“But,” Peter looked at James with his brows furrowed, “we helped to plan it on the train.”
“Yeah – and I dared you to steal the Swarps nest from Hagrid’s garden.” Sirius added with a frown.
“No you didn’t.” James looked at them firmly, not letting either take the blame. “I did it completely by myself.”
I sighed. “It’s my fault, Professor.” McGonagall’s brows disappeared into her hairline and Dumbledore looked at me with that sad look again. “I knew what was going to happen-” I coughed in embarrassment as my voice squeaked, “I didn’t stop it – or inform anyone.”
“Don’t be stupid, Remus.”
“Don’t be thick.”
“Where the hell did you get that idea from?”
“Language, Potter.” McGonagall snapped. They all spoke at once, looking at me strangely. What did I say wrong? I returned the looks from my friends, completely bewildered at their strange reactions - it was the truth, wasn’t it?
Dumbledore nodded to himself. “I would think that the majority of First Years deserve an apology from each of you – no matter how big or small your contribution.” Why did he look at me when he said ‘small’?
We all nodded immediately. “Is that it?” James asked eagerly; I had the strong impression that Sirius was desperately attempting to avoid hitting him.
“Three weeks of detention each, starting tomorrow.” McGonagall spoke up sharply, looking at Dumbledore meaningfully who nodded in response. “Mr Potter and Mr Pettigrew,” both Peter and James looked at the head of house apprehensively, “I’ll tell Madam Pomfrey to expect you both after dinner - you’ll be cleaning up the results of your ‘prank’,” James smiled at Peter, “without magic.” Professor McGonagall added.
“Mr Black,” Sirius turned to face the Professor grudgingly, “you’ll report to Professor Flitwick.” She turned to face me slowly. “And Mr Lupin,”
“But Professor,” Sirius interrupted, “Remus didn’t do anything.”
“Unfortunately, Mr Black, we only have your word for it – as admirable as it may be – and parents will be demanding evidence for why one of the suspected perpetrators was let off.” Dumbledore spoke softly, his fingers clasping together as he leaned forward on the desk. “Mr Lupin,” he addressed me, his x-ray blue eyes baring into mine once more, “I’m sure Hagrid will welcome some additional help over the coming weeks,” he paused, “and you will find that you can learn something important from any situation.”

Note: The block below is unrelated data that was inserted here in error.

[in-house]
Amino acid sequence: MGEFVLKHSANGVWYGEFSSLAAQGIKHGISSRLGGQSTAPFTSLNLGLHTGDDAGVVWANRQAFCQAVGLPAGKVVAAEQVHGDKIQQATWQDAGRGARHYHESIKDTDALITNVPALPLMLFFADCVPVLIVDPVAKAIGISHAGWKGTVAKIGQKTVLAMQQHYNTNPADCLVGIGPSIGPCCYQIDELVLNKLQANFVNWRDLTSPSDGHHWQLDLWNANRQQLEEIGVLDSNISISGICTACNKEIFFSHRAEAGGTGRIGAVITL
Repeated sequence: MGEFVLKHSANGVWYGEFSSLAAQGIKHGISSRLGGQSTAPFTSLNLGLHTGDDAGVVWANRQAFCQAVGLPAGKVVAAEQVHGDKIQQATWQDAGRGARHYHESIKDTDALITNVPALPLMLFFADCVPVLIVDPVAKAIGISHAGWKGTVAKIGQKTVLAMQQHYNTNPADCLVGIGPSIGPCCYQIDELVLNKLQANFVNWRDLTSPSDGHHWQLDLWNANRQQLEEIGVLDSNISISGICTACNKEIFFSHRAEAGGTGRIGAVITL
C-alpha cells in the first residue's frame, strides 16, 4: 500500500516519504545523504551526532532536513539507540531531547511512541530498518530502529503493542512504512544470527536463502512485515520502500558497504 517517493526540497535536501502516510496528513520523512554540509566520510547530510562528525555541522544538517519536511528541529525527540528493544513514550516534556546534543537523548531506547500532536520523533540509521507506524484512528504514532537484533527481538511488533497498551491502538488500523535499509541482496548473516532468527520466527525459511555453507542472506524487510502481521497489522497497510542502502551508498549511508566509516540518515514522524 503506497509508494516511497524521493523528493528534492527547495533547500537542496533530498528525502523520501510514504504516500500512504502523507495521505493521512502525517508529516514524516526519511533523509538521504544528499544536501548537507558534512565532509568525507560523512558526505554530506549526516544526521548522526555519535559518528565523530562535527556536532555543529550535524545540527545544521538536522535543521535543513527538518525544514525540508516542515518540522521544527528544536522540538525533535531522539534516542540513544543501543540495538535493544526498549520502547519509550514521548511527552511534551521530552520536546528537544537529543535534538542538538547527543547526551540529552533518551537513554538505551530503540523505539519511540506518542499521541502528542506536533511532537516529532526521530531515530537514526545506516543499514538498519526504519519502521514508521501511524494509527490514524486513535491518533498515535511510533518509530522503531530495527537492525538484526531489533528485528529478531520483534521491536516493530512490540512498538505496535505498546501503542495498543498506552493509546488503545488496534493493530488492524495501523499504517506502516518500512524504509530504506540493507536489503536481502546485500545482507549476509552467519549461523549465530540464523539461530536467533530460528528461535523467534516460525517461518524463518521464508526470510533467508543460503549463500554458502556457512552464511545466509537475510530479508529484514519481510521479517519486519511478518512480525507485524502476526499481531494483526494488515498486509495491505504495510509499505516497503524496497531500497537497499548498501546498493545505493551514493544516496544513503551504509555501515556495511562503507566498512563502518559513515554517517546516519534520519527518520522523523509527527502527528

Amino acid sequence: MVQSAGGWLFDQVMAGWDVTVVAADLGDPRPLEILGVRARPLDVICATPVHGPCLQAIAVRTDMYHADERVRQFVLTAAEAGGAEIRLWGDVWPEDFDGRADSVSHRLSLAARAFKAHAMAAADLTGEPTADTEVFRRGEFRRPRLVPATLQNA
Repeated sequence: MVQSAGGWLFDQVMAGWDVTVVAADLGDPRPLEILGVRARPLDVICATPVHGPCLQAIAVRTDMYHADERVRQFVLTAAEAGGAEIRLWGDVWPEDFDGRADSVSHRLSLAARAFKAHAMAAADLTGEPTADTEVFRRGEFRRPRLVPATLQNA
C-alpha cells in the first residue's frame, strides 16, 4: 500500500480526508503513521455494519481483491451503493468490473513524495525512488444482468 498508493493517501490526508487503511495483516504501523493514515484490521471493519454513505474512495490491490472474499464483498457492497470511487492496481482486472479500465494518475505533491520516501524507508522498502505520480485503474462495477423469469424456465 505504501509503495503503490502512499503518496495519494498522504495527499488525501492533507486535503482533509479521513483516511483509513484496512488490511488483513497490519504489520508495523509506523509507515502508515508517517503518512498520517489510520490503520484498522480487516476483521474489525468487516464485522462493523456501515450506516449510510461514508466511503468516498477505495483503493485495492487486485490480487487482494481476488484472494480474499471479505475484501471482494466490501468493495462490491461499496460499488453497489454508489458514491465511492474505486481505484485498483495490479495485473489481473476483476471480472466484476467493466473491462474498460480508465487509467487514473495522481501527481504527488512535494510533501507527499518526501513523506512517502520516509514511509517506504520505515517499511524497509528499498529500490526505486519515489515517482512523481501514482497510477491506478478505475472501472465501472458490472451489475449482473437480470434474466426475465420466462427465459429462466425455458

I glanced at the others to see if they’d picked up on anything out of the ordinary – am I being paranoid? Why did I get the feeling that Dumbledore was trying to tell me something?
“Professor,” James asked slowly, his face becoming increasingly pale, “what about Quidditch try-outs?”
Sirius spluttered and leant forwards, his grey eyes flashing between the Professors. McGonagall’s eyes widened for a moment before regaining their usual steely look as she looked at Dumbledore. “Owning up to ones mistakes or sacrificing yourself for a friend in need takes a certain amount of courage and loyalty. I think, and I’m sure Professor McGonagall will agree with me, that on this occasion you may try for your house team, if you so wish.” His blue eyes seemed to glimmer as James and Sirius both grinned and high-fived across Peter.
“Come out, Piggy.”
Their voices echoed against the stone wall and I felt my stomach twist painfully. I suppose it was once a storage compartment, but now a moth-eaten tapestry covered the small alcove. I’d thought it was safe to go wandering by myself; it was Saturday and most of the school were sunbathing in the last rays of September whilst the majority of Slytherin had apparently gone to the Quidditch stalls to yell abuse at the Gryffindor try-outs.
It was the abuse we were banking on – even the teachers had overheard the Slytherin’s plans and were watching the try-outs for rival spells or inappropriate behaviour. James reckoned that we would never get a better chance, yet he and Sirius were determined to claim their places on the house team and couldn’t take advantage of the rare opportunity.
After finding the useful passage between the Gryffindor common room and the Potions corridor, we’d been able to sleep longer in the mornings. James reckoned that there must be loads of secret passageways and if we found them all, then pranking the First Years, or escaping the Slytherins in my case, would be much easier. Sirius said it was very likely, knowing his family, that there would be escape routes out of the castle as well.